Following the adoption of the Biosafety Law, MinFAL established a Biosafety Board. MinFAL's Agricultural Research and Policies General Directorate (TAGEM) acts as the secretariat of the Board. The Board has nine members who may serve two consecutive three-year appointments. The Board members review applications for the approval of transgenic events. Most of the Board members are high-level bureaucrats from MinFAL, the Ministry of Health, the Ministry of Science, Industry and Trade Technology, the Ministry of Environment and Urbanization, the Ministry of Forest and Water Affairs, and the Ministry of Economy. The Ministers of each ministry appoint a member of their staff to serve on the Board. Two non-governmental Board members are appointed by the Minister of MinFAL, and are selected from qualified experts from a university and from a related association (such as agricultural engineers or food engineers). Article 10-(1) of the Law states that “the Board is independent in the performance of its duties. No organization, office, body, or person can issue orders or instructions to the Board."

Approval can only be granted after a detailed application (dossier) is submitted and reviewed by the Risk Assessment and Socio-Economic sub-committees, and then is approved by the Biosafety Board. The Biosafety Board publishes decisions in the Official Gazette.

Each application is reviewed separately. For every application, the Board establishes Risk Assessment and Socio-Economic Committees from a “List of Experts". The law says that where required, the Board will also establish an Ethical Committee. However, an Ethical Committee has yet to be established. The members of the committees are confidential. However, the List of Experts is public and currently contains 349 experts from academia and the Scientific and Technological Research Council of Turkey (TUBITAK). MINFAL published two implementing regulations of the Biosafety Law on August 13, 2010. These are “Regulation on genetically modified organisms (GMO) and Products" and “Regulation on Working Principles of the Biosafety Board and the Committees".

According to the Law, either the gene owning technology companies or importers of GE crops are allowed to submit applications for the approval of a GE event. The Board should inform MinFAL within 90 days whether or not the application is accepted and also the type of the evaluation procedure (simplified or regular) will be followed. A request for the simplified review procedure is evaluated by the Biosafety Board. In order to apply under the simplified procedure, besides the rules to be set by MinFAL, the following conditions should be met:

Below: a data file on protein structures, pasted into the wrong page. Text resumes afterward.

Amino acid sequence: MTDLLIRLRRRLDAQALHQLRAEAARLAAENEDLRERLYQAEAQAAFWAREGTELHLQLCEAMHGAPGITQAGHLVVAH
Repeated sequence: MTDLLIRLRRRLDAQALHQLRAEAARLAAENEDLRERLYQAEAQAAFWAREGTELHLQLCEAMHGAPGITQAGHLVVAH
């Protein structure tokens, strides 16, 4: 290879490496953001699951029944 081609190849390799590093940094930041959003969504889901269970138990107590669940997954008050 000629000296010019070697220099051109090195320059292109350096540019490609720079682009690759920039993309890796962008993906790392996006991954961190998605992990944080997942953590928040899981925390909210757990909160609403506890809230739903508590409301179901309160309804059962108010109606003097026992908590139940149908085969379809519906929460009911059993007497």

• Taxonomy and biology of the gene source and the receptor live organism should be known.

• Sufficient information should be available regarding the possible effects on the human, animal, and environmental health and biological diversity.

• Previous risk assessments that can be used regarding the relations of the GE with other live organisms should not have indicated any negative effects.

• Detailed methods and data should be available to enable the definition of the transferred genetic material and its identification within the live organism where it is transferred.

Unlike the regular procedure, decisions made using the simplified procedure are not published in the Biosafety Information Exchange Mechanism, so the time required for a decision is typically shorter. Once an application dossier is accepted and a review procedure is determined by the Board, then in principle, the regular procedure reviews are completed within 270 days after that. Note that this time is counted while the Board is doing the assessments. The 270 day clock stops when additional information or documents are requested from the applicant, so in practice, the approval time for an application can take much longer than 270 days.

In the past, MinFAL had pressured the international companies that have developed agricultural GE traits to submit applications under the Law as quickly as possible in order to avoid trade problems. These companies expressed concerns about the severe yet unclear liability provisions in the Law, as well as the vagueness of the application procedures. As a result, Turkish agriculture industry associations submitted the dossiers and paid the application fees to the Turkish Government so they could import the feed needed for the sector.

The liability provisions of the Law include harsh penalties that may involve lengthy jail terms for unspecified “related parties". It lacks explicit guidance about what documents are required and how the Board will evaluate the applications. Furthermore, it contains onerous labeling and traceability requirements once the product arrives in Turkey. Turkey requires an approval in the country of production before an application can be submitted in Turkey, which guarantees asynchronous approvals.